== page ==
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Sarkozy in hot water in Israel

Nicolas Sarkozy may want to keep his opinions to himself next time Benjamin Netanyahu comes to Paris -- that is, if he ever wants to come back.

Israel's foreign ministry has accused France of unacceptable meddling in its internal affairs over a reported comment by President Nicolas Sarkozy.

He was quoted by Israeli TV calling for Foreign Minister Avigdor Lieberman, who leads a far-right party, to be sacked.

The plea, which has not been confirmed nor denied by officials, was allegedly made during a meeting with Israeli premier Benjamin Netanyahu last week.

Israeli Arab leaders have accused the foreign minister of anti-Arab racism[...]

Israeli Channel Two reported that President Sarkozy advised Mr Netanyahu to "get rid" of Mr Lieberman during their meeting in Paris.

He also suggested that his predecessor Tzipi Livni be restored to the post, according to the report.

"You need to get rid of this man... You need to remove him from this position," Mr Sarkozy reportedly said, to which Mr Netanyahu replied that "in private [Mr Lieberman] is pragmatic".

Sarkozy also compared Lieberman's private pleasantness to French far-right leader Jean-Marie Le Pen, who has often been attacked for anti-Semitic comments. Regardless, given that the meeting was private, it would be interesting to learn who leaked the details to Israeli TV. 

GERARD CERLES/AFP/Getty Images

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Pirates and their booty: the study.

The Economix  blog at the New York Times describes a new book on the economics of pirates -- The Invisible Hook: The Hidden Economics of Pirates by Peter Leeson. Who knew such a perfect confluence of the interesting and the awesome existed?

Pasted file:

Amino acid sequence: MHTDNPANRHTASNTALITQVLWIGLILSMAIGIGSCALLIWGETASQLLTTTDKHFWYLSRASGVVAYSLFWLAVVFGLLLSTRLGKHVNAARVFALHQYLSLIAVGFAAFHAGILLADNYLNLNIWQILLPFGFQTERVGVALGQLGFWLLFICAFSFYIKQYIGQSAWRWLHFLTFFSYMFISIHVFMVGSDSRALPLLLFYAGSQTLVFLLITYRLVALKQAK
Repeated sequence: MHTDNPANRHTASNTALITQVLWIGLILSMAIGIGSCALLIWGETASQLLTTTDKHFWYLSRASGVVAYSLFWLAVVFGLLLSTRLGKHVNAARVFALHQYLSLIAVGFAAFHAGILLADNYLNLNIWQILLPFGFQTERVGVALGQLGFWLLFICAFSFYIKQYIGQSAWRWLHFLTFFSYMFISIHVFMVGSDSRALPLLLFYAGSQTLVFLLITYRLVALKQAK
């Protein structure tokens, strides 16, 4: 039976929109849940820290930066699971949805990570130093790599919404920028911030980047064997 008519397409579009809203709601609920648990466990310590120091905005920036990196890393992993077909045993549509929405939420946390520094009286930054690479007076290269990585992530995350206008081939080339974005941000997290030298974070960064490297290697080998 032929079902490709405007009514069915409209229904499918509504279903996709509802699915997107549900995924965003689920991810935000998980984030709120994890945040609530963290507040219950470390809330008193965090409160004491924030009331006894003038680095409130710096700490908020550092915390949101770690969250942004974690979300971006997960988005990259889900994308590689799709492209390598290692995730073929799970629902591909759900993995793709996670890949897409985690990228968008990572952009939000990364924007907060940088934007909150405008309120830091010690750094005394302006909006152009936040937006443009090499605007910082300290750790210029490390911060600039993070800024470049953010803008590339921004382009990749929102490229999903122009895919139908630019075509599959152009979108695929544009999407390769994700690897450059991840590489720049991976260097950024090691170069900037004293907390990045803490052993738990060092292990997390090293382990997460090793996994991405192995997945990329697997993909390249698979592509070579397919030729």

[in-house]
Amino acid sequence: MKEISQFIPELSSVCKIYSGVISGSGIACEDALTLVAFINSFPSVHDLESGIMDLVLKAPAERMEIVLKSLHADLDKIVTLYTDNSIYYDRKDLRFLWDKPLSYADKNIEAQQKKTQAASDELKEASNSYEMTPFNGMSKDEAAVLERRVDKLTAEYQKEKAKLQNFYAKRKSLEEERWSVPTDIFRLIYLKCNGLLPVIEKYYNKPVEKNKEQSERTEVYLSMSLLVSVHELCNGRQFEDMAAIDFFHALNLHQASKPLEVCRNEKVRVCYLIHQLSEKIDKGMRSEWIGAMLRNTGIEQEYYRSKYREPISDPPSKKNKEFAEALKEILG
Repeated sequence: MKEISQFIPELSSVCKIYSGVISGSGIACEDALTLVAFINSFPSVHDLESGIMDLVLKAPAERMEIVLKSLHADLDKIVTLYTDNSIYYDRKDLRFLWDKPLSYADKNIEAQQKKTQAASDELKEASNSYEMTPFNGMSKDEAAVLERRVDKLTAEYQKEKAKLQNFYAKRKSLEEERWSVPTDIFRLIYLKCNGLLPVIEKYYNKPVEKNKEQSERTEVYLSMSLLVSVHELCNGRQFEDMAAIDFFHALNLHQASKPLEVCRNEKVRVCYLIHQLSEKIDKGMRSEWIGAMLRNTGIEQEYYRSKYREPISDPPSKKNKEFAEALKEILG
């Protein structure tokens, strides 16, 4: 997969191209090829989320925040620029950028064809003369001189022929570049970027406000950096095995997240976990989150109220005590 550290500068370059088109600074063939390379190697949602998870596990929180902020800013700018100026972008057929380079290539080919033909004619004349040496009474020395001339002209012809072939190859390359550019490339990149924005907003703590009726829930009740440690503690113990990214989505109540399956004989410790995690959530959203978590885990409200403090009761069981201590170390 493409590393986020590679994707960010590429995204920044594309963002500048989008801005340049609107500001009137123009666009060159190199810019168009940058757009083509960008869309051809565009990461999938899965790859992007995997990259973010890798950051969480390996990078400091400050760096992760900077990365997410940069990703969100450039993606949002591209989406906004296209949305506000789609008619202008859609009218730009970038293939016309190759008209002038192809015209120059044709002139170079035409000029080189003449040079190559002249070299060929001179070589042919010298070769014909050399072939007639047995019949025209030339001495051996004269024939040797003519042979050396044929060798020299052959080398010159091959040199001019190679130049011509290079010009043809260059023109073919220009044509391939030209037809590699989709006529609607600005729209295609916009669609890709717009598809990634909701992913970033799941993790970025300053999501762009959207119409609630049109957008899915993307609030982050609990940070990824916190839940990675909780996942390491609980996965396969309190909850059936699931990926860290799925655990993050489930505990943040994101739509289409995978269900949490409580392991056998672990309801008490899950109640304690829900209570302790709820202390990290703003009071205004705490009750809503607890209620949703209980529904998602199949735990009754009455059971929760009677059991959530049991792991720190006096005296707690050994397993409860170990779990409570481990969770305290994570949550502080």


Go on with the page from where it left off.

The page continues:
It focuses on the heyday of piracy in the late 17th and early 18th century -- back when the Barbary pirates spurred the young United States to its first military engagement, off the coast of Tripoli. The NYT summarizes: 

During this age, there seem to have been between 2,000 and 3,000 pirates, which is large relative to the Royal Navy (which had 13,000 seamen) but small relative to the number of movies subsequently made about piracy. The pirates were, unsurprisingly, youngish men (generally in their mid-20s) from England or its colonies. The majority of mischief that has been done throughout history has been done by young people with XY chromosomes. Their ships were often quite large, containing crews that could reach 200 souls, and the profession was lucrative. While merchant seamen earned 25 pounds a month (about $6,000 in current currency), a pirate could earn 4,000 from a single conquest. Mr. Leeson reports that some pirates were earning 100 pounds a month.

Admittedly, piracy was dangerous, but so was all seafaring. Maybe my children are showing good sense in their attraction to the piratical lifestyle. Those high wages meant that, unlike the British navy, pirates rarely had to rely on conscription. Although captured pirates often claimed to be serving against their will, in reality, pirate ships rarely had trouble finding voluntary recruits.

And, it turns out Leeson, a professor of capitalism at George Mason, is a pirate expert...lots of interesting studies linked on his (hilarious) website